By the date of trial, the parties had exchanged reports from Portuguese lawyers who agreed that there were no safety or other regulations directly applicable to the maintenance of sliding doors on board river cruise vessels. Their reports contained no evidence of any relevant local custom or practice of maintenance of such doors, although the claimant’s expert attempted to give anecdotal evidence in this regard, whereas the defendant’s expert simply conceded she was not an expert so could not give such evidence. The experts did give evidence concerning the substantive law of Portugal, which created a “duty of vigilance” requiring consumers to be kept safe. This duty provided a very high degree of protection from injury and provided for reversal of the burden of proof in certain situations, where cases are dealt with before the Portuguese courts. The claimant’s expert referred to a reported decision of the Portuguese Supreme Court in favour of a claimant who was struck by a supermarket sliding door – and argued that this showed that liability should attach to the Douro Princess and therefore to Saga.

The claimant’s counsel invited the court to draw inferences from the circumstances of the two incidents and find that there had been a want of care on the part of the Douro Princess operators in respect of maintenance by reference to the local duty of ‘vigilance’ under the Portuguese Civil code. The claimant’s counsel argued that this duty of vigilance was a local standard as set out in Lougheed v On the Beach Ltd [2014] EWCA Civ 1538 at [5].

The Court rejected the claimant’s argument. Recorder Browne-Wilkinson QC found it to be misconceived, on the basis that Portuguese substantive law was irrelevant to the test of the exercise of reasonable skill and care under the holiday contract. The judge had already queried the claimant’s approach in closing submissions, criticising the absence of any evidence of typical maintenance systems for sliding doors at premises or on ships in Portugal. The claimant had also argued that failure by the tour representative to report difficulty operating the doors (which she had experienced on occasions, though she had not seen them close suddenly) amounted to negligence. The claim was dismissed.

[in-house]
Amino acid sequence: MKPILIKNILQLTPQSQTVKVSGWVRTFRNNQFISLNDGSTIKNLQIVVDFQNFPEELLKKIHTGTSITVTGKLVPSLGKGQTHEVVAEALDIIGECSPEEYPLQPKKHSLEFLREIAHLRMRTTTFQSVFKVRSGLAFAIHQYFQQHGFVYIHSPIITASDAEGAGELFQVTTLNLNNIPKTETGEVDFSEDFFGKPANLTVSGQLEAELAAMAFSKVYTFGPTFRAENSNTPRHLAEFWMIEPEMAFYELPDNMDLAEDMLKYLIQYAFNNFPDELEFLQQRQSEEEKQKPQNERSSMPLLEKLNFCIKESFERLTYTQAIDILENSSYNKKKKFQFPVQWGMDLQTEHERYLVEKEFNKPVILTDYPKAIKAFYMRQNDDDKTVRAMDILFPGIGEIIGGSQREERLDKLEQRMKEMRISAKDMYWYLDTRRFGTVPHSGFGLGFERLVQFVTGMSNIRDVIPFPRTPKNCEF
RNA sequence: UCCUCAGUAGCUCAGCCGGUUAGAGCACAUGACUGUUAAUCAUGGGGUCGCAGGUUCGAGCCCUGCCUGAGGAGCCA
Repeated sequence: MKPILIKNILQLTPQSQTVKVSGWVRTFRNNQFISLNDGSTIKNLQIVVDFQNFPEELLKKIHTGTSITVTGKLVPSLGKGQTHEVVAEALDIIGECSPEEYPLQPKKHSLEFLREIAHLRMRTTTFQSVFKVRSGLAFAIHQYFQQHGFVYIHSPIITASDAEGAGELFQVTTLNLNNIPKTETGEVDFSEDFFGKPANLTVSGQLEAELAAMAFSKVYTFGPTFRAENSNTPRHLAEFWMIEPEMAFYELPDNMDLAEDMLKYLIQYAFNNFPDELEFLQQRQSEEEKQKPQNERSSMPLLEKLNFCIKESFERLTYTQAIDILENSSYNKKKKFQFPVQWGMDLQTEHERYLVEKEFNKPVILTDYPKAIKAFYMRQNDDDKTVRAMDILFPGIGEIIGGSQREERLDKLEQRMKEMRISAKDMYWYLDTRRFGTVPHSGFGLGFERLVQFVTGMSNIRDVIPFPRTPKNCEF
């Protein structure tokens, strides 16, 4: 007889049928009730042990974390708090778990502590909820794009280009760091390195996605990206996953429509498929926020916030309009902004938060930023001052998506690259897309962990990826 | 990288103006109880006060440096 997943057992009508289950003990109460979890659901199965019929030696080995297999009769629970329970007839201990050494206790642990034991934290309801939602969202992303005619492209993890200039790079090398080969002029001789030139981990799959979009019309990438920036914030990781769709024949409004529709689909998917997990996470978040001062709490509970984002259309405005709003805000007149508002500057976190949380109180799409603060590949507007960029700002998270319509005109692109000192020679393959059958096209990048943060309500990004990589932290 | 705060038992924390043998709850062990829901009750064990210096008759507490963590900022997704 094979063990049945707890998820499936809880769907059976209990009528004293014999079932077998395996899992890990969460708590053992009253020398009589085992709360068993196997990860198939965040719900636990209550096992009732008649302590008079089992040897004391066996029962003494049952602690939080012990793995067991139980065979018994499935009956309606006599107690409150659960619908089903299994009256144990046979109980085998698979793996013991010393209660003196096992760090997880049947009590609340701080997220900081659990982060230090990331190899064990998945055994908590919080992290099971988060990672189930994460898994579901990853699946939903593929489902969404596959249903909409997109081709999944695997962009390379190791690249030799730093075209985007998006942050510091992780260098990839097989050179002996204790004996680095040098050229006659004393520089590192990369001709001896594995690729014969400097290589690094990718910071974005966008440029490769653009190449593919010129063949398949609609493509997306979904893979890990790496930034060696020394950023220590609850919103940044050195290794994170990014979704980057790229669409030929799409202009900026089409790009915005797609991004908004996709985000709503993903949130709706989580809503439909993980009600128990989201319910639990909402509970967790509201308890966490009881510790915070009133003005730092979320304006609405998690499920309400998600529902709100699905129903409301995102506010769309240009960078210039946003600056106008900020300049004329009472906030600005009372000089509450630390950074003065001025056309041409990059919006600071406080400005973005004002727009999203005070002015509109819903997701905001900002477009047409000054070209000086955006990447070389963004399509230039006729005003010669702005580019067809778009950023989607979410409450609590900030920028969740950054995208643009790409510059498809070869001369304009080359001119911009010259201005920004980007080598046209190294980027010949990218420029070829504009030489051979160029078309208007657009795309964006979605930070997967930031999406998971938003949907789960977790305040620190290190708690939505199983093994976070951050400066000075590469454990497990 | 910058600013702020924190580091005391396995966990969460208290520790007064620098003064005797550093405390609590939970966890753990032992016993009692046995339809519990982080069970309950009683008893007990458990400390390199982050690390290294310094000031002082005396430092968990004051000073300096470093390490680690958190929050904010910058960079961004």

Whether the claim could have succeeded had the claimant relied upon expert engineering evidence will always remain uncertain: perhaps the ship’s maintenance regime and system of inspection was good enough and complied with the local standard. Certainly that was the defendant’s contention. The fact is, however, that the court simply had no evidence upon which to make such an assessment and so the decision not to query the claimant’s failure to request engineering evidence was fully justified. Without this, the claimant’s case appears to have been fatally flawed from the outset.

This case shows that it is risky for claimants to rely only upon legal experts to identify a local standard where it becomes apparent that there is no specific regulation. Conversely, defendant tour operators should not readily accept such evidence when claimants seek to rely upon it – what a foreign court might do is not strictly relevant to liability at English law (though it might be indicative in some situations). The case underlines the need to call evidence of local specialists in the relevant field even where the local law apparently creates a culture which provides consumers with a very high degree of protection. Such a culture may imply a high local standard of practice, but it does not prove it.. There can be no substitute for proper evidence of the local standard, custom or practice, relevant to the facts of the case in question.

The judgment can be found here: Chelton judgment (2)